A new ‘Marxist Hedonist’ pressure group is claiming that the world’s most expensive luxury drinks should be made available to all ‘proper drinks lovers’, irrespective of their financial situation.
Basic human right
Top Wine Is Theft (TWIT) says that drinking rare and expensive wines and spirits is ‘a fundamental human right like access to water, education and Twitter’ and that denying it is ‘probably illegal’.
‘It shames us all that in a world advanced enough to give us TikTok, some wine lovers can still go their whole life without ever drinking top Burgundy,’ said TWIT’s Noah Cost.
The idea that the market should decide who gets to buy what was, he said, ‘laughably naïve and also, like, really unfair.’
TWIT says that while somms, itinerant pickers and distillery workers control the means of production, their lowly salary means they are often only able to afford prosecco or cheap crap made by celebrities.
The group describes the situation as being ‘as iniquitous as Apothic’ and says it has to change.
Under their redistribution scheme, industry workers will be means-tested then given vouchers to buy the finest wines known to humanity such as Petrus, Lafite and Armand de Brignac.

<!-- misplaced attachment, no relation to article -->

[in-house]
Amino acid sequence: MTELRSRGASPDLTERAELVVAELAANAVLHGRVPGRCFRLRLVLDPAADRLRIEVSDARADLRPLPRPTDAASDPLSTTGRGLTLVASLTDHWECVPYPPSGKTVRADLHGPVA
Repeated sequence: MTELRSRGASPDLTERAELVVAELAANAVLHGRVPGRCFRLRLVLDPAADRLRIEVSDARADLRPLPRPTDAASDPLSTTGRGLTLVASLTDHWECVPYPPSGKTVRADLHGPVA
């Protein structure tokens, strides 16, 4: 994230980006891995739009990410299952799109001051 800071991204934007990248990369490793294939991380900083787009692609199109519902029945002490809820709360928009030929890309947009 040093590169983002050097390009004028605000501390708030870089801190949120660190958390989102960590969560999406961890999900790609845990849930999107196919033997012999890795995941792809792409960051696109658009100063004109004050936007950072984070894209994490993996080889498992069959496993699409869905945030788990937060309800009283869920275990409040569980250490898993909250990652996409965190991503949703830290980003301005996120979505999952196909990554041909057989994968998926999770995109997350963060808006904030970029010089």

TWIT plans to fund the scheme by securing a nine-figure contract to manufacture PPE equipment for the UK government and then not delivering it.
Give and take
TWIT says the means-testing would be based on the established principle of ‘each giving according to his salary and taking according to how drunk they want to get.’
The new plans were welcomed enthusiastically by Jocky McJockface, a 45-year-old forklift driver at the Glen Scrotum distillery.
‘It’ll be great to be able to drink the posh stuff for a change,’ he told Fake Booze. ‘Especially with Coke.’
Blue-chip merchants Barely Bothers and Crudd called the scheme ‘seditious Trotskyite nonsense’ and ‘as economically unworkable as the business plans of most drinks companies.’
‘There’s already lots of drinks for poor people,’ said Eton-Anne Oxford. ‘That’s what the bottom shelves in supermarkets are for.’
If impoverished members of the drinks and hospitality trades wanted to drink more expensive wines than they could afford, she said, they could ‘always copy journalists and avoid using the spit bucket at tastings.’
However some of France’s most famous names said the new group had made them reassess their priorities.
‘It is terrible to think that we are priced beyond the reach of the very people who make our wines what they are,’ said DRC’s Norbert de Fastlane.
‘By which we mean the marketing folk whose job is to grossly inflate our prices and then can’t afford to buy them.’
In future, de Fastlane told Fake Booze that they would be making a more affordable ‘IOU by DRC’ for £199 a bottle that would ‘allow poor people to be as royally ripped off as rich ones.’
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